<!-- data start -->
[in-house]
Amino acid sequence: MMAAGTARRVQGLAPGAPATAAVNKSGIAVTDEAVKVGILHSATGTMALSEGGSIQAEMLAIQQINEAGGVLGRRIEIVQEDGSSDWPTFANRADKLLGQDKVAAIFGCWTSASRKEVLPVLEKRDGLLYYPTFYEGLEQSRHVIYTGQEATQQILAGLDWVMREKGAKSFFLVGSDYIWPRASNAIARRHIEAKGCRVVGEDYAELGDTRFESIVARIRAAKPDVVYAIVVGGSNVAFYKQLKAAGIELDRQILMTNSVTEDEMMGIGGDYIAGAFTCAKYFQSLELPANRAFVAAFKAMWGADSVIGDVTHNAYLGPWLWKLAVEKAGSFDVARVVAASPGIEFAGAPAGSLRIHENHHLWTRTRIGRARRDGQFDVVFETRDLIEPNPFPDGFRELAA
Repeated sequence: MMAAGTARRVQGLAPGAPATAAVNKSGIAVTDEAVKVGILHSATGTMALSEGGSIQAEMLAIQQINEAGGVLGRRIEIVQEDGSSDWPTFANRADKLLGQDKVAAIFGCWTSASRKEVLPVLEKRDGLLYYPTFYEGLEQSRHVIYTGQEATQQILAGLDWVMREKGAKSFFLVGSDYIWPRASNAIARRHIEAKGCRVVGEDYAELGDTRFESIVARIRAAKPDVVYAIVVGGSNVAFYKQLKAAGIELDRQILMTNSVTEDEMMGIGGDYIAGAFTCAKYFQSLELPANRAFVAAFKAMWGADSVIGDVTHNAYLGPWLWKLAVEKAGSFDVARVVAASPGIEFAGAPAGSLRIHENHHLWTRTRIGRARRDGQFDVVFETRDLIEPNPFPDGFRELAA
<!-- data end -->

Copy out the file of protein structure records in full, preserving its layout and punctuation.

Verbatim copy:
[in-house]
Amino acid sequence: MMAAGTARRVQGLAPGAPATAAVNKSGIAVTDEAVKVGILHSATGTMALSEGGSIQAEMLAIQQINEAGGVLGRRIEIVQEDGSSDWPTFANRADKLLGQDKVAAIFGCWTSASRKEVLPVLEKRDGLLYYPTFYEGLEQSRHVIYTGQEATQQILAGLDWVMREKGAKSFFLVGSDYIWPRASNAIARRHIEAKGCRVVGEDYAELGDTRFESIVARIRAAKPDVVYAIVVGGSNVAFYKQLKAAGIELDRQILMTNSVTEDEMMGIGGDYIAGAFTCAKYFQSLELPANRAFVAAFKAMWGADSVIGDVTHNAYLGPWLWKLAVEKAGSFDVARVVAASPGIEFAGAPAGSLRIHENHHLWTRTRIGRARRDGQFDVVFETRDLIEPNPFPDGFRELAA
Repeated sequence: MMAAGTARRVQGLAPGAPATAAVNKSGIAVTDEAVKVGILHSATGTMALSEGGSIQAEMLAIQQINEAGGVLGRRIEIVQEDGSSDWPTFANRADKLLGQDKVAAIFGCWTSASRKEVLPVLEKRDGLLYYPTFYEGLEQSRHVIYTGQEATQQILAGLDWVMREKGAKSFFLVGSDYIWPRASNAIARRHIEAKGCRVVGEDYAELGDTRFESIVARIRAAKPDVVYAIVVGGSNVAFYKQLKAAGIELDRQILMTNSVTEDEMMGIGGDYIAGAFTCAKYFQSLELPANRAFVAAFKAMWGADSVIGDVTHNAYLGPWLWKLAVEKAGSFDVARVVAASPGIEFAGAPAGSLRIHENHHLWTRTRIGRARRDGQFDVVFETRDLIEPNPFPDGFRELAA